Why wouldn’t Nigel Glover be angry at the suggestive approaches made to his daughters by “drunken louts” (letter, 27 December)? That men behave this way is disgusting. But they occasionally do.

The man grabbing his daughter’s crotch in Clapham should have been deterred with a swift knee in the gonads; the taxi driver’s number should have been taken and reported to his employers and the police; the deeply boring man in the bar should have been rebuffed whilst Mr Glover’s daughter joined her smoking friends, and finally, I suggest the carrot should have been snapped.

I’m at a loss to understand why Mr Glover feels his daughters’ education and erudition would have protected them from this sort of behaviour.  Time they “man up”, take control of their lives and stop moaning to Daddy.

Jennifer Towland

Oxfordshire

 

Nigel Glover rightly complains about the boorish and loutish sexualised behaviour of some men towards young women. While they are fortunately in the minority, men generally have lost the art of flirtation and of engaging in humorous verbal foreplay.

It is all too unsubtle and basic, and displays not only a lack of respect for women but a complete failure to understand that women appreciate compliments and courtship but not animal behaviour.

Roger L Davey

Winchester,

Hampshire

Quick, early death? Yes, please

Rosie Millard (27 December) raises the question of whether we should wag our fingers at those who are fat and suggests that the last social taboo, “the elephant in the room”, is obesity. But surely the real elephant in the room is death.

The decision was taken some years ago by the League of Friends of our local hospital that 10 defibrillators should be installed at various places in our community to ensure that if anyone dropped down with a coronary thrombosis they could be immediately resuscitated by a passer-by.

When I publicly suggested that those of us of a certain age, who might think that this was a good way to go and might not wish to be brought back to life, should be provided by the Friends with brass labels we could wear around our necks while out shopping with the words “Please do not resuscitate” there was outrage.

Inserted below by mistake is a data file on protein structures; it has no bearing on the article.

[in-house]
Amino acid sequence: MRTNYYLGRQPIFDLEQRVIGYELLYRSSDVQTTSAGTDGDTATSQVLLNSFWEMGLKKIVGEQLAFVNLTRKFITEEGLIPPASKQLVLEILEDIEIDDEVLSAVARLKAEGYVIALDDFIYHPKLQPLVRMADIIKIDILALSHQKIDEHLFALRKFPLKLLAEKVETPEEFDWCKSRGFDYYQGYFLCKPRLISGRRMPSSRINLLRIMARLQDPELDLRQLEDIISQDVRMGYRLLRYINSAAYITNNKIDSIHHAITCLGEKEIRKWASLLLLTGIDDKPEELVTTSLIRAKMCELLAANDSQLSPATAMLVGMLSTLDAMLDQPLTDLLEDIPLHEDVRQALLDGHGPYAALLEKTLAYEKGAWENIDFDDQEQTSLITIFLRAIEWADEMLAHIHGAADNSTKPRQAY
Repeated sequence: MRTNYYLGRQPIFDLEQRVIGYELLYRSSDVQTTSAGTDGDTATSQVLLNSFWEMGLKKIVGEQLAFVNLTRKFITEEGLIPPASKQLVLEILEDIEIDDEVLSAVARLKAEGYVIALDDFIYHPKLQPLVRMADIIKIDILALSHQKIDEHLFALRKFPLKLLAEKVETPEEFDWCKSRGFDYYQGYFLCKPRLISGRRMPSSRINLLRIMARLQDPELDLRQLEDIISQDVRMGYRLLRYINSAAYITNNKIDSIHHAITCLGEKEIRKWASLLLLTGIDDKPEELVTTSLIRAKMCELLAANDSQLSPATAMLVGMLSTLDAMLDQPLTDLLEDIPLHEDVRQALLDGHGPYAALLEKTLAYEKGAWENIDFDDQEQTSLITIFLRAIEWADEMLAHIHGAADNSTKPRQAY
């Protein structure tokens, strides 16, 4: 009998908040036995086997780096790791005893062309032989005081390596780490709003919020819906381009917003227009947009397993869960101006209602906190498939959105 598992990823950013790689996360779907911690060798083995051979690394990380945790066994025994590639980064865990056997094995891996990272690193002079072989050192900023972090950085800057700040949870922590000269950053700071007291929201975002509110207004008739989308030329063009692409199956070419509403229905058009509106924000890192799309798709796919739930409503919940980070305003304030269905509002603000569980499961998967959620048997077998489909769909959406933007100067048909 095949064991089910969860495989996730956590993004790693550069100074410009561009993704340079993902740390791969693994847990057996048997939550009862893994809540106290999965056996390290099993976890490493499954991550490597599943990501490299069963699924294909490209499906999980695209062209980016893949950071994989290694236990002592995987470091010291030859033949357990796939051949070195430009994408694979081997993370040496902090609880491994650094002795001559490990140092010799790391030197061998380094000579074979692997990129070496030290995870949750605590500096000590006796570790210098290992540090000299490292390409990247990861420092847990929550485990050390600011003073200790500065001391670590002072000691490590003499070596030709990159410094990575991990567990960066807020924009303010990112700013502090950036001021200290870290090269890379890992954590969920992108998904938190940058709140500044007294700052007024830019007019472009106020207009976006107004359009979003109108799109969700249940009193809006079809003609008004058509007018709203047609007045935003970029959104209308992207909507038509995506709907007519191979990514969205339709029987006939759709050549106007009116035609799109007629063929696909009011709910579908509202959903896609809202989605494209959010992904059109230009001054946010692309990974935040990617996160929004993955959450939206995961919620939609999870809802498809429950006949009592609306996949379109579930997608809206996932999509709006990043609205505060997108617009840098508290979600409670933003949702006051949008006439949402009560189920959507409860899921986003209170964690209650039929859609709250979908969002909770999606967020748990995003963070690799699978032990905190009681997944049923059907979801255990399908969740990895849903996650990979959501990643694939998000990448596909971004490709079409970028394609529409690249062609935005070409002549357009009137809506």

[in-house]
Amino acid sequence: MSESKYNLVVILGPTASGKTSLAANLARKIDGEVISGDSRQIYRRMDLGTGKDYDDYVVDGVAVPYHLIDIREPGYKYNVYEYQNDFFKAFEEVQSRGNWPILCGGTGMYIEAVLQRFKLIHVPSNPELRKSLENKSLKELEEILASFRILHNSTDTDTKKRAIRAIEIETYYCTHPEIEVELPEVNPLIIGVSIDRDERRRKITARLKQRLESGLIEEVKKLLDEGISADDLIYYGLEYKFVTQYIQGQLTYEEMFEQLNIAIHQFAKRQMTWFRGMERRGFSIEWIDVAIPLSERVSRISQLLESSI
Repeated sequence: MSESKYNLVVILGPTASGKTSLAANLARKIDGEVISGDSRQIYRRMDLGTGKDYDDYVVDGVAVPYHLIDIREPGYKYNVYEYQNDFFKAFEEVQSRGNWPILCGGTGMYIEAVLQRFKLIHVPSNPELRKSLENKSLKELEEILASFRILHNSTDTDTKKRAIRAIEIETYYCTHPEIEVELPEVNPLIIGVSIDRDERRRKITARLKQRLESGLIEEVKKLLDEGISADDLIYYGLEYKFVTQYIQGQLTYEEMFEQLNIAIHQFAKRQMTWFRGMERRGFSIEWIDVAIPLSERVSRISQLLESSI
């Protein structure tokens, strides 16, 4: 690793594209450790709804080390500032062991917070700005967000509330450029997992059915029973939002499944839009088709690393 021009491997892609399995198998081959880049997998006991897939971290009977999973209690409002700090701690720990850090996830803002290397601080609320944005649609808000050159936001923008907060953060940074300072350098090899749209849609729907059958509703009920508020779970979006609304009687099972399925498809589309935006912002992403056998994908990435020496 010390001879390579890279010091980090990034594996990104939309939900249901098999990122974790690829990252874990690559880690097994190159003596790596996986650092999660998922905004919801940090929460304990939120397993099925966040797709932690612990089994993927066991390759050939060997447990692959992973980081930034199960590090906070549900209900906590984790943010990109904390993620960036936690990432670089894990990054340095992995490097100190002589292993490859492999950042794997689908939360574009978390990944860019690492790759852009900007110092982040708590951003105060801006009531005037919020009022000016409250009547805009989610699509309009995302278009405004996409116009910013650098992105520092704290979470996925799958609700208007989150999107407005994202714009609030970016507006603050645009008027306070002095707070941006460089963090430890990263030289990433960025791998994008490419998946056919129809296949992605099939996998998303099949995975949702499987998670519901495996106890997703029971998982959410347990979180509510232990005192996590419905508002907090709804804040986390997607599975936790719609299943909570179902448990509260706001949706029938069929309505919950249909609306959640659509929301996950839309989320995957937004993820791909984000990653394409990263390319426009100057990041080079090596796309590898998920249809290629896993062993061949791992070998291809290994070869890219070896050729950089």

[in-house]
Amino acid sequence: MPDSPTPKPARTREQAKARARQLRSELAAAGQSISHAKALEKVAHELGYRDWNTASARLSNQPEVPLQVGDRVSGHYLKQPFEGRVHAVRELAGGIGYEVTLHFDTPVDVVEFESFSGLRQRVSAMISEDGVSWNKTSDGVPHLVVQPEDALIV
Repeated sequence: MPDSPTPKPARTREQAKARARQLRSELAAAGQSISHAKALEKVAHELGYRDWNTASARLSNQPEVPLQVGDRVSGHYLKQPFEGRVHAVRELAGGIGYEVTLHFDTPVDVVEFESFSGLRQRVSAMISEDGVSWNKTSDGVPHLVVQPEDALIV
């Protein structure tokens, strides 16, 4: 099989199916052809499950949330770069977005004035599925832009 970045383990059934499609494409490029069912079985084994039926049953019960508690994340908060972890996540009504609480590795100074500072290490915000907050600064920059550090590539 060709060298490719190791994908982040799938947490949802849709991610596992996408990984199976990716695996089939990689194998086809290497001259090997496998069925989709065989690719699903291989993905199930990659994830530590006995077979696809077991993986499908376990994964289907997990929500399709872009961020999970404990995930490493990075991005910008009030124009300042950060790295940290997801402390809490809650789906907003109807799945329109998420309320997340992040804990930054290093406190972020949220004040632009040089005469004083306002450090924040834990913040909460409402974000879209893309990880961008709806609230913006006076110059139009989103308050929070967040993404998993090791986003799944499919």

At least obesity shortens life, for the reasons that Rose Millard outlines. Hands up those who do not wish to end their days incontinent, arthritic and demented in an old people’s home.

Dr Nick Maurice

Marlborough,  Wiltshire

End this archaic honours nonsense

Having been put off my porridge by the image of David  Mellor and his partner on the front page (22 December) my mind turned to more seasonal themes such as meritocracy, egalitarianism, dinners at No 10 and New Year Honours lists.

Surely there is no real benefit to the common man from anyone getting a knighthood or peerage because they have supported some dodgy manifesto or have come from the “right” gene pool.

Has the time come to abolish our honours system and the Lords altogether? Countless other countries seem to do very well without such archaic nonsense.

I am sure that those who really do make a selfless contribution to healthcare, society, sport or innovation will be grown-up enough not to need a gong or an ermine robe plus expenses to keep doing what they do.

Marc Buffery

Upper Rissington, Gloucestershire

Finsbury Park train nightmare

If East Coast Trains had re-routed some services via Peterborough and Cambridge, customers could have changed to and from the London Underground at Seven Sisters and Tottenham Hale stations, thereby relieving the congestion at Finsbury Park on Saturday.

But to succeed, such an arrangement would require giving customers a constant stream of accurate, up-to-date information, which appears not to be the policy of East Coast Trains.

Francis Roads

London E18

Cruel charade of the hunting snobs

The hunting lobby’s Boxing Day charades (“The tradition that refuses to die”, 27 December) are a useful reminder to the rest of us that an election victory for David Cameron would mean the re-legalisation  of this cruelty to wild animals, conducted for  the sake of kicks and snobbery.

Christopher Clayton

Waverton, Cheshire